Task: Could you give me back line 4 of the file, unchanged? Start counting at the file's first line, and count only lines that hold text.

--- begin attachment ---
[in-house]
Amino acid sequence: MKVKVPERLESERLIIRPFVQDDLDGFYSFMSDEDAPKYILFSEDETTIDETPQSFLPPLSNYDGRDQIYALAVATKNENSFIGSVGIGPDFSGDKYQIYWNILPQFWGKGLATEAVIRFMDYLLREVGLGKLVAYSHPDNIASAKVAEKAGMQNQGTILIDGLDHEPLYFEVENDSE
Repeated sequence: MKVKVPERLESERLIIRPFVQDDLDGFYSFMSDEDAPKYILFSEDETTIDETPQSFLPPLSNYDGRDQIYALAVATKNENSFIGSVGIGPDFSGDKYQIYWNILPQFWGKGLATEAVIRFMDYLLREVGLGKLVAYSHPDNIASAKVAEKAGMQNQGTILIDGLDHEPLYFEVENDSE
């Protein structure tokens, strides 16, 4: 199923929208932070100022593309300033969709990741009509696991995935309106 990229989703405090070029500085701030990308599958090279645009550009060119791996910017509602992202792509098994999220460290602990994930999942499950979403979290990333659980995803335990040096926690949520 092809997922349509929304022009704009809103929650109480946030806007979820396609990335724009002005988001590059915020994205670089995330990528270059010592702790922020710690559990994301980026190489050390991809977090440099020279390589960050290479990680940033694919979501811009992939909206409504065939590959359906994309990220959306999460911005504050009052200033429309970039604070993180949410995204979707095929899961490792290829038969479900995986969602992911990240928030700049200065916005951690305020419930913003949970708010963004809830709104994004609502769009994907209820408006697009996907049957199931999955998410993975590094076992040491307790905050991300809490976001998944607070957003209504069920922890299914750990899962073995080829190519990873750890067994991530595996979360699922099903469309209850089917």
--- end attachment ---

């Protein structure tokens, strides 16, 4: 199923929208932070100022593309300033969709990741009509696991995935309106 990229989703405090070029500085701030990308599958090279645009550009060119791996910017509602992202792509098994999220460290602990994930999942499950979403979290990333659980995803335990040096926690949520 092809997922349509929304022009704009809103929650109480946030806007979820396609990335724009002005988001590059915020994205670089995330990528270059010592702790922020710690559990994301980026190489050390991809977090440099020279390589960050290479990680940033694919979501811009992939909206409504065939590959359906994309990220959306999460911005504050009052200033429309970039604070993180949410995204979707095929899961490792290829038969479900995986969602992911990240928030700049200065916005951690305020419930913003949970708010963004809830709104994004609502769009994907209820408006697009996907049957199931999955998410993975590094076992040491307790905050991300809490976001998944607070957003209504069920922890299914750990899962073995080829190519990873750890067994991530595996979360699922099903469309209850089917």